View Mobile Site
Text Size: Smaller Larger Normal

What keeps teachers from staying in the field might surprise you

What keeps teachers from staying in the field might surprise you

Public school teachers encourage students to dig deep when learning class curriculum, but it turns out, educators must also dig deep into their own wallets to purchase supplies as school starts back up each year.


POSTED August 27, 2015 8:09 a.m.
Share on Facebook Bookmark and Share
Public school teachers encourage students to dig deep when learning class curriculum, but it turns out, educators must also dig deep into their own wallets to purchase supplies as school starts back up each year.

Teachers at U.S. public schools spent $1.6 billion of their own money on classroom supplies in 2012, an average of $500 per teacher, according to Upworthy.

Suzanne Perez Tobias of The Wichita Eagle reported that David Lazell, a fourth-grade teacher in Wichita, Kansas, knew of the struggle he'd have when preparing his classroom for the school year.

Still, even after a yard sale, Lazell was short on the necessary supplies, Tobias wrote.

“I was starting from scratch, so I did a lot of garage-saling,” Lazell told The Wichita Eagle. “Other teachers were kind enough to donate books and games and other things. But I needed even more than I thought.”

That's when Project Teacher stepped in, an initiative that "served nearly 500 teachers in the Wichita area last year, impacting more than 10,000 students," according to Kansas State Network.

Evan Porter of Upworthy wrote that Project Teacher provides supplies for free and focuses on doing so all year long — not just in August when educators first need to equip their classrooms.

And giving educators that support alleviates financial worries many teachers have, Project Teacher director Terry Johnson told The Wichita Eagle.

According to The Wichita Eagle, the initiative has provided about $150,000 worth of supplies to those 500 teachers despite just modest goals at first.

“Going into it, we didn’t know what to expect. We thought maybe we could help one or two schools," Johnson said. “But it grew a lot quicker than we ever anticipated. Teachers have been extremely grateful when they’re trying to prepare their classroom and realize they can get a couple thousand dollars worth of supplies that they didn’t have to spend a dime on.”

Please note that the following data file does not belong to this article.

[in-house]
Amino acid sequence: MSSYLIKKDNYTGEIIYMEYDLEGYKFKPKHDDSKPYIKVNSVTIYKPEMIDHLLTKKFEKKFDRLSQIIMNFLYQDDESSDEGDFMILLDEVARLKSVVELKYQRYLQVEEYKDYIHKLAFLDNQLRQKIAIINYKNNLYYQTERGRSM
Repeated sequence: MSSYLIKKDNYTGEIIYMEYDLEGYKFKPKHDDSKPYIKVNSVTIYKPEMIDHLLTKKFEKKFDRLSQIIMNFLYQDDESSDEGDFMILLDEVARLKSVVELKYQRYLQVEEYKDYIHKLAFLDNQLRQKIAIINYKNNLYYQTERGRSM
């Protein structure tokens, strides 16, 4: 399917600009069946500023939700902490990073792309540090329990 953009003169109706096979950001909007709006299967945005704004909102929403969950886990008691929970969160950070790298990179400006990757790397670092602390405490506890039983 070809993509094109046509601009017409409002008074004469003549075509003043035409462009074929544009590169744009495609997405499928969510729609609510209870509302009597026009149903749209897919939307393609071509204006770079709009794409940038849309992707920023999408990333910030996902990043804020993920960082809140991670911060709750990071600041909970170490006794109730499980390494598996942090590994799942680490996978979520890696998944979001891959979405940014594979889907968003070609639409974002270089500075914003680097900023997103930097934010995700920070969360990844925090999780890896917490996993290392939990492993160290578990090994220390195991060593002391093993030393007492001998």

Upworthy's article stated the initiative's goals center around more than "making sure kids have markers and Kleenex."

About half of teachers leave the field between their first five to three years, according to Upworthy.

Johnson told Upworthy when young, passionate teachers bail on education, it harms children in low-income areas.

"If a kid can go through all 12 years of education and have an amazing experience, there's a really good chance that the cycle of poverty in their family could break," Johnson said. "If we can equip teachers to enjoy their job, so that they're excited about it, that rubs off on the students."

Teachers in areas that lack support similar to Project Teacher's are brainstorming other ways to secure supplies with a smaller financial burden.

According to KJRH-TV in Tulsa, Oklahoma, Megan Hurt, reading teacher at Freedom Elementary School, struggled to manage the out-of-pocket expenses for her class room.

So six years ago, she took a different approach, starting a crowdfunding project at donorschoose.org that raised more than $5,000, KJRH-TV reported.

Hurt said communities care about education; in addition, as a community donates funds through a website like donorschoose.org, children see those around them investing in their education.

"It really shows your students gratitude, and reading, and how much the community cares about their learning," Hurt told KJRH-TV.

KJRH-TV reported Hurt's crowdfunding grew so popular TV actress Mindy Kaling donated to it.
Commenting is not available.

Commenting not available.

Please wait ...